Story by Stefan Gerhard, Berlin; Arlene Sloan, London for IBIPLUS
German-based investment fund will take over one of the industry’s most high-profile builders; continued dealer loyalty key to success.
Berlin-based private equity CMP Capital Management will become the new owner of Bavaria Yachtbau, the German-based builder of motorboats, sailboats and catamarans announced on Saturday.
Once recognised as one of the industry’s most industrialised series boatbuilders, Bavaria fell into administration in April this year, however, was able to strike a temporary deal to maintain operations to fulfil a sizeable order book obtained on the back of new model launches in 2017-18.
CMP will acquire Bavaria Yachtbau and its French-based subsidiary Bavaria Catamarans SAS from Oaktree Capital and Anchorage Capital, which bought the business in October 2009 for approximately €300m including a cash injection of €55m and the previous owner Bain Capital’s write-down of debt facilities totalling about €960m at the time.
Today’s restructuring deal includes all 550 employees at the Giebelstadt, German plant and all 250 employees at the catamaran production facility in Rochefort, France. Bavaria acquired the French business in 2014, formerly Nautitech Catamarans, to address the thriving catamaran segment.
The purchase agreement was concluded and notarized today between Bavaria’s management and CMP – with approval of the creditors’ committee and Bavaria’s administrator Dr Hubert Ampferl – however, must still be approved by the Federal Cartel Office before completion, expected in a few weeks. The parties have agreed not to disclose the purchase price, but informed industry sources suggest it is in the region of €20m, which falls in line with CMP’s investment parameters.
Bavaria has delivered around 200 boats since the insolvency petition in April. After the end of the summer holidays, production restarted at a slow pace. “We plan to complete around 24 motor and sailing yachts in Giebelstadt in September,” said interim CEO of Bavaria Yachtbau, Dr Tobias Brinkmann, in an interview with floatmagazin.de. Since July, the employees have been paid out of the insolvency assets; short-term working arrangements have been applied for the 550 employees until the end of September.
Experienced investment fund takes over
Founded in 2000, CMP Capital Management-Partners is a German investment company which specialises in acquisition of distressed companies and turnaround opportunities in Germany, Austria and Switzerland.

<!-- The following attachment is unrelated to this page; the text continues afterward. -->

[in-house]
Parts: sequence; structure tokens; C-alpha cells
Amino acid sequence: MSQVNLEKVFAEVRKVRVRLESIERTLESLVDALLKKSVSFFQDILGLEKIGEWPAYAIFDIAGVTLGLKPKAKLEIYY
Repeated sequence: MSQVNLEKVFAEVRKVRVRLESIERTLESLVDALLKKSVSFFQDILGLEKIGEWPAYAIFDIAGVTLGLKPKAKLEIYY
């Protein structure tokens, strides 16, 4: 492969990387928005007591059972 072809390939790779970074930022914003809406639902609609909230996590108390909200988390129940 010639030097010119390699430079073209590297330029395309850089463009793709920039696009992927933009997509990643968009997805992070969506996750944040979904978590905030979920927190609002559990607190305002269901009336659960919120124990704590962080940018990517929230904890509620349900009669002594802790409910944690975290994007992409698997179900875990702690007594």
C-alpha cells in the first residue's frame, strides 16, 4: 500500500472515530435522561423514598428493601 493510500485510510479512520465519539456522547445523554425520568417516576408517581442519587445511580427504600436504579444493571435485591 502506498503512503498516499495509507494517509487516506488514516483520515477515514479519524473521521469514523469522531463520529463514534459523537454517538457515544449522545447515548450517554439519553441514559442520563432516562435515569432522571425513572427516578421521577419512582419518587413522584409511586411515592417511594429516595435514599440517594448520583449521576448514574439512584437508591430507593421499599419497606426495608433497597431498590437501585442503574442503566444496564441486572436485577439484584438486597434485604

CMP will assume on-site operational management of Bavaria, led by restructuring expert and partner Dr Ralph Kudla, working with Bavaria’s team. “We are convinced of Bavaria’s global market potential and will continue to develop the company sustainably,” stated Kai Brandes, managing director of CMP. “The restructuring measures will focus on regaining market share and improving production costs.”
CMP’s current investment portfolio consists of seven primarily industrial manufacturers, but no consumer-oriented companies. According to the company’s website, CMP’s investment philosophy is to be a partner in the turnaround of its target companies, and after a period of stabilisation, grow the business for some three to seven years after which time it launches a selling process to look for a responsible and long-term investor.
First buyer dropped out
“We would have liked to have sold the company as early as this summer,” Dr Brinkman told the magazine Wirtschaftswoche yesterday. “Then the prospective buyer unfortunately withdrew which delayed the sales process.”
The insolvency of Bavaria came as a culmination of numerous management changes in recent years which had made an inherent strategy difficult, noted Brinkman. He said the model range had been hesitantly updated, and then eight new models were put into production at the same time, which overtaxed production.
“Material costs rose, the boats were not completed on time and were more expensive than planned. All this had an impact on liquidity,” Brinkmann explained to Wirtschaftswoche. “The company’s indebtedness, on the other hand, played a minor role at best.”
In the final weeks of negotiations, the sale has attracted several serious buyers with credible offers. Recent reports indicated a Italian yacht builder backed by an Indian billionaire was the most likely buyer for the German business but the deal is said to have fallen through due to financing.
Among other rumoured buyers was the widow and family of the late Josef Meltl of Yachten Meltl – one of Bavaria’s top dealers based on Germany’s Lake Chiemsee and one of the previous owners of Bavaria Yachtbau.
When sold in 2007 for a reported €1.3 billion to Bain Capital – the industry’s second highest-ever purchase valuation after Candover’s 2006 acquisition of 60% of the Ferretti Group for €1.7bn – the company was owned by two equal shareholders, the wife of founder and then managing director Winfried Herrman, and his partner Josef Meltl who rescued the company in the mid-1980s during another period of financial difficulties by purchasing some 300 unsold stock boats.
Started in 1978, Bavaria was building around 3,500 yachts per year at Giebelstadt, with sales of €271m for the 2006 fiscal year, and €79m in earnings before interest, tax, depreciation and amortisation (EBITDA).
It was announced this week at Cannes that Yachten Meltl will be representing Dufour Yachts for the first time, adding to its previously exclusive partnership with Bavaria to become a multi-brand dealer. Other major dealers which have previously represented Bavaria on an exclusive basis may well follow suit. Maintaining the strength and loyalty of Barvaria’s existing dealer network will be a key factor for the builder’s future success.